What you should know if Greentree is servicing your loan

Greentree Financial has to be one of the toughest lenders to get anywhere with when asking for a short sale. I cannot say they are slow, they are actually faster than many of the other lenders I have to deal with. Their speed is probably due to their set policies, which are what cause me heart burn. In order for them to even consider a short sale, you must be offering them at least 5% of the sale price of the property being sold, before they will even look at the reason why the borrower is pleading for relief.
If the 5% criteria is met, their consideration at that point will only be to release the lien and let the property be sold to the buyer. If the loan is a recourse loan, they will not release their right to pursue the borrower for a deficiency. I can understand their policy to a point; there are some borrowers who have the ability to continue to pay bad debts. What frustrates me is when the buyer has no ability to continue to pay, and the prospect of having to do so would likely lead them to declare bankruptcy. In most cases, the buyer would just go ahead and declare bankruptcy instead of trying to do the right thing by helping the lenders as much as possible by facilitating a short sale. Once the seller/borrower declares bankruptcy, Greentree has no ability to collect any of the loan balance. Their blanket policy causes not only unnecessary hardship on the borrower, but it also causes the investors they represent to receive nothing, rather than something. In most cases, insisting on 5% of the sale price before they will even consider the sale is usually the end of it. This is due to that fact that most senior lenders will have a policy of not paying any junior lenders anything more that $1,000 to $3,000 and will not allow either the borrower or the buyer to make up the difference. At that point, the sale is dead in the water. Time and energy has been wasted by the buyer, seller, both agents, the senior lender and of course we need to include escrow and the title company who also invested a lot of work into trying to save everyone a lot of money and also earn a paycheck themselves.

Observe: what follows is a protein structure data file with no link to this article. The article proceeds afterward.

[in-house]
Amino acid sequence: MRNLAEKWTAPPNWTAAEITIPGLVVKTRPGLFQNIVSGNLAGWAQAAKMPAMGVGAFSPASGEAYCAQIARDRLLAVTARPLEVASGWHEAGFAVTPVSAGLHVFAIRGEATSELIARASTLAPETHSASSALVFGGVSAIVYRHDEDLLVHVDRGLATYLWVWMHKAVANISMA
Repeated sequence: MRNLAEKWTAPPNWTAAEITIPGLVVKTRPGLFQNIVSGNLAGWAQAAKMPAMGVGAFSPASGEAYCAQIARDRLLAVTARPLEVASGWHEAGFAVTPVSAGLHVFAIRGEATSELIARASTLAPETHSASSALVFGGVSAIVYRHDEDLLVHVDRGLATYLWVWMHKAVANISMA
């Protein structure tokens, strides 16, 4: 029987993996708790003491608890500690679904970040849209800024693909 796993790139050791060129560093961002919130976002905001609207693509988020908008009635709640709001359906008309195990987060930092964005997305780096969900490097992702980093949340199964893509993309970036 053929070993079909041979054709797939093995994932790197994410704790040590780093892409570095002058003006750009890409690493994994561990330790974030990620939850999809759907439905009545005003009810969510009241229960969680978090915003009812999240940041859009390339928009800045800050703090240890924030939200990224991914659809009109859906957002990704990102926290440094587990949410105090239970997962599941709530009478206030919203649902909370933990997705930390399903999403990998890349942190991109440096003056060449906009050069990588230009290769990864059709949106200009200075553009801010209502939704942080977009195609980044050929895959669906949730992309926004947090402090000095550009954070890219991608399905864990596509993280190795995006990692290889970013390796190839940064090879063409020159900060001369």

The most ridiculous thing I have had to deal with recently is Greentree’s admittance that they will not consider the extenuating circumstances of one of my transactions because Bank of America is the senior lien holder because BofA would lose less money than if Greentree were to agree to make an exception. It seems that BofA has their own blanket policies which tend to infuriate the junior lien holders. I can understand that too, but I think they all need to grow up and quit doing the tit-for-tat and just look toward the bigger picture, which should be to help everyone (especially themselves) minimize further loss and look forward to better days ahead. Dean Carlson

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